Tourism Bureau Awarded New $493,000 Route 66 Grant
ALTON - The Last 100 Miles of Route 66 is receiving another financial boost thanks to a new $493,000 Route 66 Grant for projects designed to increase tourism by highlighting the history and diversity of communities that line the historic Mother Road in southwest Illinois.
The grant funds will expand the existing Route 66 Monument Trail and the new Post Card Mural Trail in addition to providing interpretive panels for historically significant sites along the Last 100 Miles of Route 66 in southwest Illinois. Projects in Hamel – a new outdoor concert and event space – and Edwardsville – a Route 66 Highway Exhibit at the Edwardsville Children’s Museum and parking lot improvements at Route 66 sites in the City of Edwardsville – are also part of the grant funds.
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The Great Rivers & Routes Tourism Bureau, which oversees the Last 100 Miles of Route 66 in Illinois, applied for the funds under the Route 66 Grant Program administered by DCEO and the Illinois Office of Tourism. The grant funds were available to Destination Marketing Organizations in Illinois who represent and promote the Mother Road.
“As we get closer to the national 100th anniversary of Route 66, it’s important that we continue to showcase the amazing Americana experiences of the Mother Road available in the Great Rivers & Routes region of southwest Illinois,” Cory Jobe, President/CEO of the Great Rivers & Routes Tourism Bureau said. “We represent one-third of the total statewide span of this historic roadway and providing new and exciting tourism experiences is key to bringing more travelers to the region to discover our Last 100 Miles of Route 66.”
The Last 100 Miles of Route 66 in Illinois meanders from Virden at the northern end to the Old Chain of Rocks Bridge to East St. Louis before crossing the Mississippi River into Missouri.
Route 66 projects in southwest Illinois funded with the grant include:
- Route 66 Monument Trail Expansion: Two new monuments will be installed in Gillespie and Girard. They will join the existing six monuments which were placed in 2022. The monuments are 12-feet tall replicas of the Route 66 shield and are a great place for travelers to stop and capture a photo and explore the host cities. The monuments also feature QR codes to direct people to the Great Rivers & Routes website for more information.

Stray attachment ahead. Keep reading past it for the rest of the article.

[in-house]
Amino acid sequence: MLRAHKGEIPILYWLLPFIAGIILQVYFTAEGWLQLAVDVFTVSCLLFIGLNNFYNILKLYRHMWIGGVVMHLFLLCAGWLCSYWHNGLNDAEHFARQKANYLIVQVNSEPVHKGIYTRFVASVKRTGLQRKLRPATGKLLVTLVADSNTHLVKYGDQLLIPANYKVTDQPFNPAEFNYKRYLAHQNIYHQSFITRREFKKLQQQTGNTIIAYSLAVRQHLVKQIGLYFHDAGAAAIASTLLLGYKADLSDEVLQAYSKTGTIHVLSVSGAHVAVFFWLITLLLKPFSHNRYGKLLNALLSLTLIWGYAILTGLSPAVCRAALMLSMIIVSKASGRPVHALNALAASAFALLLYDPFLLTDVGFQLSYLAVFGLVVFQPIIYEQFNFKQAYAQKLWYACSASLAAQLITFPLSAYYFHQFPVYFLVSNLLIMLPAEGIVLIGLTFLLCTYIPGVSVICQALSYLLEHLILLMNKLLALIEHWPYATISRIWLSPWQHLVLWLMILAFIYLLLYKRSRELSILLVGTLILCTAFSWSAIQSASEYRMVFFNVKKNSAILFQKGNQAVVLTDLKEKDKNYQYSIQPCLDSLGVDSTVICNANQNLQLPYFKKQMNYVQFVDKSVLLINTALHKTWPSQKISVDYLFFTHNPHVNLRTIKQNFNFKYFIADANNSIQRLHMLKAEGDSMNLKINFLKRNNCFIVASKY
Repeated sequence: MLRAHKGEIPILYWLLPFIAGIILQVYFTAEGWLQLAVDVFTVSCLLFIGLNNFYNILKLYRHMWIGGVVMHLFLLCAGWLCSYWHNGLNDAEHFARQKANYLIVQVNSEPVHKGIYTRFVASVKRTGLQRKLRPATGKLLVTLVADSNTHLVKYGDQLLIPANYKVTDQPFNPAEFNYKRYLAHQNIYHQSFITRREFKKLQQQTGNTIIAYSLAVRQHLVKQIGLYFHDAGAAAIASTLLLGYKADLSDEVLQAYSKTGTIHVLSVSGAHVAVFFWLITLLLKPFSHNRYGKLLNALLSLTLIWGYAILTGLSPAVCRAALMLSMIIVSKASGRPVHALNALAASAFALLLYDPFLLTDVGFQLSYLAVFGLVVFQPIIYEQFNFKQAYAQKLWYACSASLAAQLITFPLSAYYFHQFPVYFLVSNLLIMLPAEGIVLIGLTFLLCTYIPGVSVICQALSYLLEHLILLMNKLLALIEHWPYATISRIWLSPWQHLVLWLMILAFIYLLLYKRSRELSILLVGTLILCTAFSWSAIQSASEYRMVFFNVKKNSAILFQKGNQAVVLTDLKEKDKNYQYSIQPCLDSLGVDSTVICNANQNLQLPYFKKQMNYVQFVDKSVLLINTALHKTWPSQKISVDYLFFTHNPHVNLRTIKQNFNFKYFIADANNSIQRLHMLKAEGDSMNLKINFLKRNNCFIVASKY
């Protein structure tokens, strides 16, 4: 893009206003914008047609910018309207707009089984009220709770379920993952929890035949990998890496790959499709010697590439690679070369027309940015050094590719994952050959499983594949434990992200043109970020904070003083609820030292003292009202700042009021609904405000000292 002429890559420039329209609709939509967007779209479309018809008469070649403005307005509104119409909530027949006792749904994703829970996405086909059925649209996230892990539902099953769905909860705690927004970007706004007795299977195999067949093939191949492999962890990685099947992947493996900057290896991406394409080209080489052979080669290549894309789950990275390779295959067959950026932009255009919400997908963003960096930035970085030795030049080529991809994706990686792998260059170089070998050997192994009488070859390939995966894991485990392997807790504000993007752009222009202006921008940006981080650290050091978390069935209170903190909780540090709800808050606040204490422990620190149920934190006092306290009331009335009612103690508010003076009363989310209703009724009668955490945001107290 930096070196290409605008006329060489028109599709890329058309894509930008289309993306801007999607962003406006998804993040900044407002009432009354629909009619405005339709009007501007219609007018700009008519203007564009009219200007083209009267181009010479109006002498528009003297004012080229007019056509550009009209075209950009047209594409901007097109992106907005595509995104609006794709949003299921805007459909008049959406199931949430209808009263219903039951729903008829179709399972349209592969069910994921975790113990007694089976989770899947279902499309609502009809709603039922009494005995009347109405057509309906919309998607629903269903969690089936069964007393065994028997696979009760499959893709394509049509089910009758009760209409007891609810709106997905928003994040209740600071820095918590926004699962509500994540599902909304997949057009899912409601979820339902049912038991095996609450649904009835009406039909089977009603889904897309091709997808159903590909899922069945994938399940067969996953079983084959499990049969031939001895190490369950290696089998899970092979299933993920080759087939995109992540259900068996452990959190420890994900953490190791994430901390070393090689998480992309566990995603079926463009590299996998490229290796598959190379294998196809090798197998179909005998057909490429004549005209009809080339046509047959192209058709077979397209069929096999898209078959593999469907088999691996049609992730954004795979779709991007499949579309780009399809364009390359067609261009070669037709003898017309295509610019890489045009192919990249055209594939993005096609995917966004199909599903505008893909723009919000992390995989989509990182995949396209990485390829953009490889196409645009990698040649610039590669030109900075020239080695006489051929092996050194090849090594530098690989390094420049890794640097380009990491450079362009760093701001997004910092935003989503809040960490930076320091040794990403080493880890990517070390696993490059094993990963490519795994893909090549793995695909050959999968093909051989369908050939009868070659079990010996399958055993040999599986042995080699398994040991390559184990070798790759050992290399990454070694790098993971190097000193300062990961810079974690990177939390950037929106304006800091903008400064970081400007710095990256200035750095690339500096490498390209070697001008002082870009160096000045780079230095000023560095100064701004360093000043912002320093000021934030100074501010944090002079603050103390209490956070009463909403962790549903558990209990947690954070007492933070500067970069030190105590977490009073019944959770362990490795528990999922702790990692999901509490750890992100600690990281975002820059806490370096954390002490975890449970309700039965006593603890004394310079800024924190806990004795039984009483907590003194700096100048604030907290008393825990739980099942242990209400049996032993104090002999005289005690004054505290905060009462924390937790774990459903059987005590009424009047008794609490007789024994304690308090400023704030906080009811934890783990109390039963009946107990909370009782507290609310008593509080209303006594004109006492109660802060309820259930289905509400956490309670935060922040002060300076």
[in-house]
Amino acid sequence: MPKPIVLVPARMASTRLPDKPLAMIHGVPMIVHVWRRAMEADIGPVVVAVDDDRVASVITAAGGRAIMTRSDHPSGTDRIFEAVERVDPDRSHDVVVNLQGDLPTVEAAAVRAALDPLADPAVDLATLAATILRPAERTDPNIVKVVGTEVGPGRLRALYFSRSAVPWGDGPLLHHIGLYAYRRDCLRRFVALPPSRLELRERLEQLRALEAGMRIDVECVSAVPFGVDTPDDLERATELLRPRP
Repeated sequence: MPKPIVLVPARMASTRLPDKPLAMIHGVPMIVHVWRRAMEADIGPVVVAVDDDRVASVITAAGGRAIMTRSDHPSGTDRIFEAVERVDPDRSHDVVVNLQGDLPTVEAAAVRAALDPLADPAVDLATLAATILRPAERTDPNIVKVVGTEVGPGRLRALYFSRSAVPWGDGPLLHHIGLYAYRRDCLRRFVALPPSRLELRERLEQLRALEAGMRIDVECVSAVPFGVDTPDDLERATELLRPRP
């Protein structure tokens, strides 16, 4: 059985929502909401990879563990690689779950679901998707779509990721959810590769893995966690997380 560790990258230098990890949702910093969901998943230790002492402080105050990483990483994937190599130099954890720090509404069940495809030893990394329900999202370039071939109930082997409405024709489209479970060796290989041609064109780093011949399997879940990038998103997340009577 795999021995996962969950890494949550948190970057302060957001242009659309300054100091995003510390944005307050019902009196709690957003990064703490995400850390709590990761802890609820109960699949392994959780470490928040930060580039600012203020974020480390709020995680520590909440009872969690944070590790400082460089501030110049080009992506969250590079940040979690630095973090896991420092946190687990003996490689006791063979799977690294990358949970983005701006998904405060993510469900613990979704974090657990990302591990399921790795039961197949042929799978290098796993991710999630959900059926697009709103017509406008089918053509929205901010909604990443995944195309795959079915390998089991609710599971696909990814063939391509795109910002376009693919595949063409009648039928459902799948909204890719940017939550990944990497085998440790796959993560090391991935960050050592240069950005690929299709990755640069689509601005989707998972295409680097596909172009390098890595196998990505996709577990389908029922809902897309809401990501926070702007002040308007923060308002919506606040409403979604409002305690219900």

- Expansion of the Route 66 Post Card Mural Trail: Two new murals will be painted in the Route 66 communities of Mt. Olive and Worden. Each mural highlights Route 66 facts and unique information about the city where the mural is located. The new mural expands the existing 12 Post Card mural trail to a total of 14 murals.
- Interpretive Panels: Historically significant sites on Route 66 will receive new interpretive panels to expand the traveler experience.
- Edwardsville Children’s Museum Route 66 American’s Highway Exhibit: This new exhibit at the museum will bring the Mother Road to life in an interactive, hands-on experience for young children. The exhibit will feature a replica Route 66 road that children will travel in classic peddle cards around the Discovery Garden Expansion. It will also include a replica filling station where children can learn about the history of Route 66 while ‘filling’ up their gas tanks.
- Route 66 Creamery Outdoor Concert & Event Space, Hamel: A new outdoor event space for concerts and other similar events will be constructed at the Route 66 Creamery located along Route 66 in Hamel.
- West End Station Parking, Edwardsville: Improvements to two parking lots which directly serve Route 66 assets including the West End Station at 620 St. Louis Street, and the Route 66 Monument at the corner of Illinois Route 157 and Schwarz Street will be completed. Improvements include expanding and resurfacing, ADA Accessibility, curbs, landscaping, lighting, wayfinding and additional interpretive signage and displays.
The interlinking projects support the regional approach to tourism the Great Rivers & Routes Tourism Bureau has promoted over the years. The project also includes sites strategically located in small town business districts which will in turn drive visitors to restaurants and retail storefronts. It is also designed to increase the amount of time and dollars travelers spend in Illinois communities prior to crossing the state line to Missouri.
“Regionalism is the key to success with tourism campaigns,” Jobe said. “No single town can win on its own. The Last 100 Miles of Route 66 is a great example of regional tourism and the need to work together. Regional destination marketing and development highlights the charm, appeal and recreational opportunities of our communities and creates a destination appealing to the 25 million people located within a three-hour drive of the area.”
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